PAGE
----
CONDUIT and Level II Data Distribution: Leveraging that Works for Collaborative Projects

- Indicates paper has been withdrawn from meeting
- Indicates an Award Winner
Tuesday, 31 January 2006: 9:30 AM
CONDUIT and Level II Data Distribution: Leveraging that Works for Collaborative Projects
A412 (Georgia World Congress Center)
Linda I. Miller, UCAR/Unidata, Boulder, CO; and S. R. Chiswell, S. Emmerson, J. Weber, and T. Yoksas

Presentation PDF (121.2 kB)

Serving a diverse community of users, the Unidata Program Center (UPC) seeks collaborative opportunities to provide data, tools and software for education and research in earth system science. Two projects that began as grassroots efforts with the U. S. Weather Research Program, including several collaborating institutions are highlighted in this paper. At the core of both projects is Unidata's Local Data Manager (LDM) technology which delivers over 20.5 TB of data per week over Internet2, via the Internet Data Distribution (IDD) system. Examples of how CONDUIT and Level II data are being used, along with the volumes of data distributed and the overall structure that makes it work using the LDM-IDD will be discussed.

Meeting the challenges presented by CONDUIT (Cooperative Opportunity for NCEP Data Using IDD Technology), the LDM-IDD is distributing high-resolution model data sets not currently available through NOAAPORT. Through the cooperation of NOAA's National Weather Service (NWS) and National Centers for Environmental Prediction (NCEP), and several institutions willing to be test sites initially, the data are now flowing to 71 sites at 46 unique domains.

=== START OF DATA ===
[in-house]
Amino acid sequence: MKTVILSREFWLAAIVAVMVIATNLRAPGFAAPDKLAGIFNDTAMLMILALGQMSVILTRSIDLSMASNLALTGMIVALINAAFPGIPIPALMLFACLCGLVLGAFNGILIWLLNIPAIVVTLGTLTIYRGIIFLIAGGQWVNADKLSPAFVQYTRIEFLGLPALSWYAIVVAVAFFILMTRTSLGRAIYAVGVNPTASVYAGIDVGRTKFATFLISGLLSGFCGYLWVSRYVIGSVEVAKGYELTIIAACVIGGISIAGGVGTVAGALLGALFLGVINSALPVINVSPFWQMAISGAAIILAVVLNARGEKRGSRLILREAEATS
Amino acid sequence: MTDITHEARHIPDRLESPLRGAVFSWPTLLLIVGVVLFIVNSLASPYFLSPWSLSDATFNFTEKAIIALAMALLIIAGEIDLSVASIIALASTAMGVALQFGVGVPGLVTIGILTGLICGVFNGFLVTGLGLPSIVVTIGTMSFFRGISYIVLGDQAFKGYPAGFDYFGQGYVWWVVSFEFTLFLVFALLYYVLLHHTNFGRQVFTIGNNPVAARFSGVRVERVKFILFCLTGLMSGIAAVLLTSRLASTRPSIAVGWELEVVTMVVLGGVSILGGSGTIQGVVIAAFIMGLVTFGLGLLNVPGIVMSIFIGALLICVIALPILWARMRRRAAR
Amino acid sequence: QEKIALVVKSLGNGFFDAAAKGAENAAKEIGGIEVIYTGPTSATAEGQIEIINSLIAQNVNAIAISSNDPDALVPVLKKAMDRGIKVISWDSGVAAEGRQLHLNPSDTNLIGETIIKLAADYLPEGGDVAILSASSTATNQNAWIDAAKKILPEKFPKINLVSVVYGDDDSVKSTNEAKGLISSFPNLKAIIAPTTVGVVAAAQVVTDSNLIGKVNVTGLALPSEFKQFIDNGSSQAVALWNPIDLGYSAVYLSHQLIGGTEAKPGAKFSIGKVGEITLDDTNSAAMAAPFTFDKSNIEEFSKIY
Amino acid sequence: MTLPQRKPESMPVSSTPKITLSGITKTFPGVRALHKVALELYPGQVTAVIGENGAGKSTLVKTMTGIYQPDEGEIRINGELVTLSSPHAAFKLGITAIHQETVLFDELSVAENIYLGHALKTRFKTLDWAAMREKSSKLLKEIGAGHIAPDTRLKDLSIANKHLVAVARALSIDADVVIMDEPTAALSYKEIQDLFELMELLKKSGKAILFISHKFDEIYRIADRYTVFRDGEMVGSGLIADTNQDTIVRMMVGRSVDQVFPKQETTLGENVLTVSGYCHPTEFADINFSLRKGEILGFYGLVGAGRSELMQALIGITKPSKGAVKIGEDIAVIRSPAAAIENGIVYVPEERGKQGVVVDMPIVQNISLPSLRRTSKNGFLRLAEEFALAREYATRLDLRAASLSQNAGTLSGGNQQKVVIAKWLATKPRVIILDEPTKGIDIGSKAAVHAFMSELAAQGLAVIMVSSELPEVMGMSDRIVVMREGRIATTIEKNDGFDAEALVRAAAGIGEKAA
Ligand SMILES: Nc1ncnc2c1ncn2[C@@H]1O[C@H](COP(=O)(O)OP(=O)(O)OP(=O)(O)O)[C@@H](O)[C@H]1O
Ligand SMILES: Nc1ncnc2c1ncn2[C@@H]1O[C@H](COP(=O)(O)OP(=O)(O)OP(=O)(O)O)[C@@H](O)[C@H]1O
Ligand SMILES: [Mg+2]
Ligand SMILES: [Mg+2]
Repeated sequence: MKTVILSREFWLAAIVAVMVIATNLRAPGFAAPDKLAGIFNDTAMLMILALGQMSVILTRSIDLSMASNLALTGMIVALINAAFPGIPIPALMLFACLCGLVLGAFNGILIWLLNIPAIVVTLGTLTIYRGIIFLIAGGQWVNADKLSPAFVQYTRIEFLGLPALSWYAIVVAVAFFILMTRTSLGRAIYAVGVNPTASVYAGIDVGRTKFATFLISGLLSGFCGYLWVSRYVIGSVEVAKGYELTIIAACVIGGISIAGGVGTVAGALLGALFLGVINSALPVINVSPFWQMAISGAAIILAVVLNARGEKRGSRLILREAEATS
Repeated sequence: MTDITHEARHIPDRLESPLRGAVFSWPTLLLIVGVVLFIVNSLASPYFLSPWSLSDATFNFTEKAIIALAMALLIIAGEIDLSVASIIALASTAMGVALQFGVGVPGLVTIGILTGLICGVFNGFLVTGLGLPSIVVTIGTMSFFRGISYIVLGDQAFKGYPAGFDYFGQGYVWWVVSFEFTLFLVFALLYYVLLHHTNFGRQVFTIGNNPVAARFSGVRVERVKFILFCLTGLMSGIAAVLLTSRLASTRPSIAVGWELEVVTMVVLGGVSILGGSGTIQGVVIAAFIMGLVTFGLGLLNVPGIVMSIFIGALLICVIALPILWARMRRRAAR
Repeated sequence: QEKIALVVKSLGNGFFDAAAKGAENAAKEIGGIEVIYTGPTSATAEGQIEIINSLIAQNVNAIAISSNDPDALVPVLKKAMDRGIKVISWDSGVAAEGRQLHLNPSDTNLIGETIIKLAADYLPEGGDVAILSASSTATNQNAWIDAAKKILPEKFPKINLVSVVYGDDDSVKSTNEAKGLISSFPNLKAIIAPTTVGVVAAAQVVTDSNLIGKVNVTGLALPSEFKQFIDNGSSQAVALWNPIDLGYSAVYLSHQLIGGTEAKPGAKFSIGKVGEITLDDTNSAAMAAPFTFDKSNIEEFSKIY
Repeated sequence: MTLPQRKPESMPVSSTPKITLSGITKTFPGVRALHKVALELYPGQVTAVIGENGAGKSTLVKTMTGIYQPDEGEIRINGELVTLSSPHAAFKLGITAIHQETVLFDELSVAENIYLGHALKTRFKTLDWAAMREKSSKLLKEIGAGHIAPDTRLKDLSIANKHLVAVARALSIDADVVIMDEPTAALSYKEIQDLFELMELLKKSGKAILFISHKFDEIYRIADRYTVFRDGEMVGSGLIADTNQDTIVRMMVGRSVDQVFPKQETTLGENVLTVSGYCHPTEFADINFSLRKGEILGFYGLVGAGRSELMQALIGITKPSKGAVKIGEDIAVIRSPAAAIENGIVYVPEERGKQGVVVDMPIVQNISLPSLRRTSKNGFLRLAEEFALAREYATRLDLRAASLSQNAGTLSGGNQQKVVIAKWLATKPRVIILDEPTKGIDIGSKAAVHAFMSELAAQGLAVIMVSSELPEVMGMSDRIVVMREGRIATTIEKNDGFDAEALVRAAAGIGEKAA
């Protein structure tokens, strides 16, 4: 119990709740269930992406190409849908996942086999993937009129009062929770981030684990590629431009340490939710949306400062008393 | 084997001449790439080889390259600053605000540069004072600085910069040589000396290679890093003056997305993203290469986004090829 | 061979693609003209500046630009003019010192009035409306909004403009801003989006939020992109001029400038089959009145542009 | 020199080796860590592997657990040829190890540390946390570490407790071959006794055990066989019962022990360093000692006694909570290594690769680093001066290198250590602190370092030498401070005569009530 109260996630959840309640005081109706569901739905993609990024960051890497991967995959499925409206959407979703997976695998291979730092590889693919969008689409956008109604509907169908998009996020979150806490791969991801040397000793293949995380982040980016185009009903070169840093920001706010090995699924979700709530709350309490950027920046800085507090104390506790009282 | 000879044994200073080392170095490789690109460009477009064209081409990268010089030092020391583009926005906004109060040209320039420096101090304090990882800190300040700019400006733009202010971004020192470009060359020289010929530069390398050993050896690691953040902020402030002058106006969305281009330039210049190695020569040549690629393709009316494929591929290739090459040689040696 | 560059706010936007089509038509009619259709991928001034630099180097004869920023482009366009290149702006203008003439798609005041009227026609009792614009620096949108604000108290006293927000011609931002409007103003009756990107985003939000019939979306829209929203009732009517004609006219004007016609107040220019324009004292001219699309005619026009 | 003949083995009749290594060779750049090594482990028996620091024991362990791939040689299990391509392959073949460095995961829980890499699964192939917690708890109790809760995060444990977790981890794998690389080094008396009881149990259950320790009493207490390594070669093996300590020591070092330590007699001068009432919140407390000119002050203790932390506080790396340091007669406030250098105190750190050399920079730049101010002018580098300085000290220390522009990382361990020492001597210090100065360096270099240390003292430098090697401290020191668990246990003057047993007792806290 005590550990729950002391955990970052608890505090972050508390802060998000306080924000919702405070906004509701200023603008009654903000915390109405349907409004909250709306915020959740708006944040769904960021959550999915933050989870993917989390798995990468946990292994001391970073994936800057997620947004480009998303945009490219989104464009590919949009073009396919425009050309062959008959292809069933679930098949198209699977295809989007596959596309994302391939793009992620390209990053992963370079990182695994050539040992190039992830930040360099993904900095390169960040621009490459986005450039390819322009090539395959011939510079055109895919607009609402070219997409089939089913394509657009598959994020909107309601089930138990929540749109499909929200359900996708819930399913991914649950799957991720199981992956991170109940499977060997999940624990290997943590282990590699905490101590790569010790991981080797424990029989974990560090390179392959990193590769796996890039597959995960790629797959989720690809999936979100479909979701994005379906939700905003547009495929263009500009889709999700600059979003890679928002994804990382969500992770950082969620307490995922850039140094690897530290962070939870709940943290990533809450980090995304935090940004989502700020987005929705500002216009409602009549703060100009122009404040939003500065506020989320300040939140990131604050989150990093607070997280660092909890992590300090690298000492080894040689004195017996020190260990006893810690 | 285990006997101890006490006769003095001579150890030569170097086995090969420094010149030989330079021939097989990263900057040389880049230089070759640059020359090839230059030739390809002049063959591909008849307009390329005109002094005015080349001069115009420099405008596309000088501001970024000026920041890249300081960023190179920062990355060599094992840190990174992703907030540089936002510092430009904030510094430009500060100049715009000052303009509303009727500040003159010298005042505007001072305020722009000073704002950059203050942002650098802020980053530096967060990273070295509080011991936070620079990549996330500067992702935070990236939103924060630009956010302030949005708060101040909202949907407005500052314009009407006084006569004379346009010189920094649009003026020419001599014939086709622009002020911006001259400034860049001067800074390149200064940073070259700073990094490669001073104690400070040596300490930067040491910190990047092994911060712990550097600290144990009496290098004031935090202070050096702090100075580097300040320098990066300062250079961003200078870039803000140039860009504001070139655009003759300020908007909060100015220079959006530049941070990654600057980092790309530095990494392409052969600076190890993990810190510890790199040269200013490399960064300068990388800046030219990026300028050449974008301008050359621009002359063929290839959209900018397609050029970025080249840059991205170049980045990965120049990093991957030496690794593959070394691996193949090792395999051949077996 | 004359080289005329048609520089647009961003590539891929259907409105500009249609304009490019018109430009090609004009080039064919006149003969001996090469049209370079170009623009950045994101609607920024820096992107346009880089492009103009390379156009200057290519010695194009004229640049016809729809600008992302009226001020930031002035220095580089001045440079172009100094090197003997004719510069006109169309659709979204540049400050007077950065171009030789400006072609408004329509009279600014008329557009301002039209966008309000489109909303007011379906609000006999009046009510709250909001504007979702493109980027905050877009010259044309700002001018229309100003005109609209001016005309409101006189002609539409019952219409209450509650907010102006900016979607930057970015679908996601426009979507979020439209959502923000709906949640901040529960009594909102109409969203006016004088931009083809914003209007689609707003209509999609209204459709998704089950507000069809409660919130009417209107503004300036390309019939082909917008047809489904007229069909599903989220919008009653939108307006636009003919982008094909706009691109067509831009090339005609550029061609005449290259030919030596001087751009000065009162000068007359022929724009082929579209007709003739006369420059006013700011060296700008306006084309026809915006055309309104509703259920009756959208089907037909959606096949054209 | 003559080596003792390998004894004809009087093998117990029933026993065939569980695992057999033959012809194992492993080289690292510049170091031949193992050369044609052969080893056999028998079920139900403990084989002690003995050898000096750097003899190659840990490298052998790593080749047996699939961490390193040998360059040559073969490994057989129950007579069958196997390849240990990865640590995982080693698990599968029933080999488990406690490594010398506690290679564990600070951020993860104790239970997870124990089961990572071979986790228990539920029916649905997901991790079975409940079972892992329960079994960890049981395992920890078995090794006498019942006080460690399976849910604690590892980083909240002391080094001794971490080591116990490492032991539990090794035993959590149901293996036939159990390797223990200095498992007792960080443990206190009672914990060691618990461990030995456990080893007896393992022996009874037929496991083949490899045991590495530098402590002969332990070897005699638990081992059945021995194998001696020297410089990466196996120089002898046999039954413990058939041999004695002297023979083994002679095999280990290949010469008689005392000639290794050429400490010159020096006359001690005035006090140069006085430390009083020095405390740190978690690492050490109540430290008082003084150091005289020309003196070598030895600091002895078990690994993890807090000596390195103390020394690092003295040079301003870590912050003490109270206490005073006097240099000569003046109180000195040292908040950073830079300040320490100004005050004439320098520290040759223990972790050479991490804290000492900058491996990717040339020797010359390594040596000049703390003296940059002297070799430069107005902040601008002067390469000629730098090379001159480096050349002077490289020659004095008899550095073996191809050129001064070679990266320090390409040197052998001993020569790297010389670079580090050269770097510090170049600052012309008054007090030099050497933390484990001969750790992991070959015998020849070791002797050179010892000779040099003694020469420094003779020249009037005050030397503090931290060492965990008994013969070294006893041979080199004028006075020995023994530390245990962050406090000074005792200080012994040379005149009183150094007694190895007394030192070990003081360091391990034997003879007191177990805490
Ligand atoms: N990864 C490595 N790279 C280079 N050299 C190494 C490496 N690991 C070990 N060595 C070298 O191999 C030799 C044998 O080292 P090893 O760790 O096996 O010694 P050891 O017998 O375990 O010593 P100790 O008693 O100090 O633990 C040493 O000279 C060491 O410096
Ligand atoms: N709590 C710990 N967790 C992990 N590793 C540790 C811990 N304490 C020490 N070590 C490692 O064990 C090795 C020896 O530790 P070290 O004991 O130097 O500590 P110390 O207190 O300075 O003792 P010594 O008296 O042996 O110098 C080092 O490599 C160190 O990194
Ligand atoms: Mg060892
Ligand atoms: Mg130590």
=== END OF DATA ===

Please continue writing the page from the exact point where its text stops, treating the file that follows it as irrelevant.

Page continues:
The WSR-88D Level II data distribution began as the Collaborative Radar Acquisition Field Test (CRAFT) with several collaborators (University of Oklahoma, NSSL, University of Washington, et al) interested in accessing and using Level II data from the radars. Through stakeholder cooperation, a combination of leveraging technology and creative partners forming useful collaborations, the technology was transferred to the National Weather Service in 2004, and the data are now available to the broad community of users.

Supplementary URL: http://www.unidata.ucar.edu/Presentations/06amspresentations/AMS.poster.8.15.05.fin